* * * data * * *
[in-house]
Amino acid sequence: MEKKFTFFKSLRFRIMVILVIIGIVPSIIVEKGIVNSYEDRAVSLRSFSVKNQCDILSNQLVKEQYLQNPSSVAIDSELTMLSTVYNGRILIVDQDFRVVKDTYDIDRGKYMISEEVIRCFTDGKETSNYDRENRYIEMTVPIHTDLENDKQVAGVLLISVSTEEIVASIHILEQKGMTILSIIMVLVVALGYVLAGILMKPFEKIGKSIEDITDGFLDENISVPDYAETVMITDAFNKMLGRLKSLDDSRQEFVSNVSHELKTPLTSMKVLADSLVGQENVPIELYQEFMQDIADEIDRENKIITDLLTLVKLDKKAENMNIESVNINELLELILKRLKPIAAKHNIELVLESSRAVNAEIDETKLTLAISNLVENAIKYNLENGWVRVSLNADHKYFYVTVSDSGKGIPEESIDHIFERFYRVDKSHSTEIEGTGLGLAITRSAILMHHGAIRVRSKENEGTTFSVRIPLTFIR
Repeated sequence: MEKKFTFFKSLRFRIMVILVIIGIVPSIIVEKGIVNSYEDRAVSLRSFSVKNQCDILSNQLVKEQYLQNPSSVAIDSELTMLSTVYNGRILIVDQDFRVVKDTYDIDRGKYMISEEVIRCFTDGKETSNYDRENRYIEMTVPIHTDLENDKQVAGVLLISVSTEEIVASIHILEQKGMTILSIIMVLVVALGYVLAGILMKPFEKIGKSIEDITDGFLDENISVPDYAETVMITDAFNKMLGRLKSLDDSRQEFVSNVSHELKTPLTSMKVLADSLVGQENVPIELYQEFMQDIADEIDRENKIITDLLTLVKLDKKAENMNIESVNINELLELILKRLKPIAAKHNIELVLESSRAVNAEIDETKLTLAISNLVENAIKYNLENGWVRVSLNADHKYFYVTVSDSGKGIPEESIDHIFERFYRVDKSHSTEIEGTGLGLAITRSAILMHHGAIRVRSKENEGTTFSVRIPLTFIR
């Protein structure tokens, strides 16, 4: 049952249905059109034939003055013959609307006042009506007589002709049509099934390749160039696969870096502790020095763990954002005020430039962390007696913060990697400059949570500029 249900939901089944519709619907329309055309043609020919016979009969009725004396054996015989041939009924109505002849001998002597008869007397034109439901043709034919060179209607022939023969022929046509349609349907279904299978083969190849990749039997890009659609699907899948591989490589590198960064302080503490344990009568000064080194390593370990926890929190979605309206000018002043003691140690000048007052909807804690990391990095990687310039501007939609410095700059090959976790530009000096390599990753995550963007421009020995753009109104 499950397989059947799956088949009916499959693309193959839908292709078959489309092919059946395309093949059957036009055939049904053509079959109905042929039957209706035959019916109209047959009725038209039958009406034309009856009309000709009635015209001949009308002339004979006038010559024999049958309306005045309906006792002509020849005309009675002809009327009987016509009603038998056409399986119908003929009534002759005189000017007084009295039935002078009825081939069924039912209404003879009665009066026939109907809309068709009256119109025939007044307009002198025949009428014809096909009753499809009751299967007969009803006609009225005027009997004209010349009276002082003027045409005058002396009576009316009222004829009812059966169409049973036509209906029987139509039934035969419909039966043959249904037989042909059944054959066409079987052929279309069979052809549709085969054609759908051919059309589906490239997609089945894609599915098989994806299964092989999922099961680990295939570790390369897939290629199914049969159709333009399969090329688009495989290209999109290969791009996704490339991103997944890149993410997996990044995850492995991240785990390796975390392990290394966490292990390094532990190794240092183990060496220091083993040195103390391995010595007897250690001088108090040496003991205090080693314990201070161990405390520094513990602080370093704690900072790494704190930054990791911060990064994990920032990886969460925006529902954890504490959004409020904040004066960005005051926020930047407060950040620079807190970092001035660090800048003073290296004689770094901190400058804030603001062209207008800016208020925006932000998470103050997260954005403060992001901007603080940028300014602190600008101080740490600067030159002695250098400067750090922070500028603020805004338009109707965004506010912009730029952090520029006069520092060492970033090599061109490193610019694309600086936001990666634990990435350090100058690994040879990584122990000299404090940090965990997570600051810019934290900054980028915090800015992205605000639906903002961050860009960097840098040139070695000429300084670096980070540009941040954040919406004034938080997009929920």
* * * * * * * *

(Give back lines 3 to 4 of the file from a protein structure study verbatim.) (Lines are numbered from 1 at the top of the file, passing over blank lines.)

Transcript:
Repeated sequence: MEKKFTFFKSLRFRIMVILVIIGIVPSIIVEKGIVNSYEDRAVSLRSFSVKNQCDILSNQLVKEQYLQNPSSVAIDSELTMLSTVYNGRILIVDQDFRVVKDTYDIDRGKYMISEEVIRCFTDGKETSNYDRENRYIEMTVPIHTDLENDKQVAGVLLISVSTEEIVASIHILEQKGMTILSIIMVLVVALGYVLAGILMKPFEKIGKSIEDITDGFLDENISVPDYAETVMITDAFNKMLGRLKSLDDSRQEFVSNVSHELKTPLTSMKVLADSLVGQENVPIELYQEFMQDIADEIDRENKIITDLLTLVKLDKKAENMNIESVNINELLELILKRLKPIAAKHNIELVLESSRAVNAEIDETKLTLAISNLVENAIKYNLENGWVRVSLNADHKYFYVTVSDSGKGIPEESIDHIFERFYRVDKSHSTEIEGTGLGLAITRSAILMHHGAIRVRSKENEGTTFSVRIPLTFIR
């Protein structure tokens, strides 16, 4: 049952249905059109034939003055013959609307006042009506007589002709049509099934390749160039696969870096502790020095763990954002005020430039962390007696913060990697400059949570500029 249900939901089944519709619907329309055309043609020919016979009969009725004396054996015989041939009924109505002849001998002597008869007397034109439901043709034919060179209607022939023969022929046509349609349907279904299978083969190849990749039997890009659609699907899948591989490589590198960064302080503490344990009568000064080194390593370990926890929190979605309206000018002043003691140690000048007052909807804690990391990095990687310039501007939609410095700059090959976790530009000096390599990753995550963007421009020995753009109104 499950397989059947799956088949009916499959693309193959839908292709078959489309092919059946395309093949059957036009055939049904053509079959109905042929039957209706035959019916109209047959009725038209039958009406034309009856009309000709009635015209001949009308002339004979006038010559024999049958309306005045309906006792002509020849005309009675002809009327009987016509009603038998056409399986119908003929009534002759005189000017007084009295039935002078009825081939069924039912209404003879009665009066026939109907809309068709009256119109025939007044307009002198025949009428014809096909009753499809009751299967007969009803006609009225005027009997004209010349009276002082003027045409005058002396009576009316009222004829009812059966169409049973036509209906029987139509039934035969419909039966043959249904037989042909059944054959066409079987052929279309069979052809549709085969054609759908051919059309589906490239997609089945894609599915098989994806299964092989999922099961680990295939570790390369897939290629199914049969159709333009399969090329688009495989290209999109290969791009996704490339991103997944890149993410997996990044995850492995991240785990390796975390392990290394966490292990390094532990190794240092183990060496220091083993040195103390391995010595007897250690001088108090040496003991205090080693314990201070161990405390520094513990602080370093704690900072790494704190930054990791911060990064994990920032990886969460925006529902954890504490959004409020904040004066960005005051926020930047407060950040620079807190970092001035660090800048003073290296004689770094901190400058804030603001062209207008800016208020925006932000998470103050997260954005403060992001901007603080940028300014602190600008101080740490600067030159002695250098400067750090922070500028603020805004338009109707965004506010912009730029952090520029006069520092060492970033090599061109490193610019694309600086936001990666634990990435350090100058690994040879990584122990000299404090940090965990997570600051810019934290900054980028915090800015992205605000639906903002961050860009960097840098040139070695000429300084670096980070540009941040954040919406004034938080997009929920």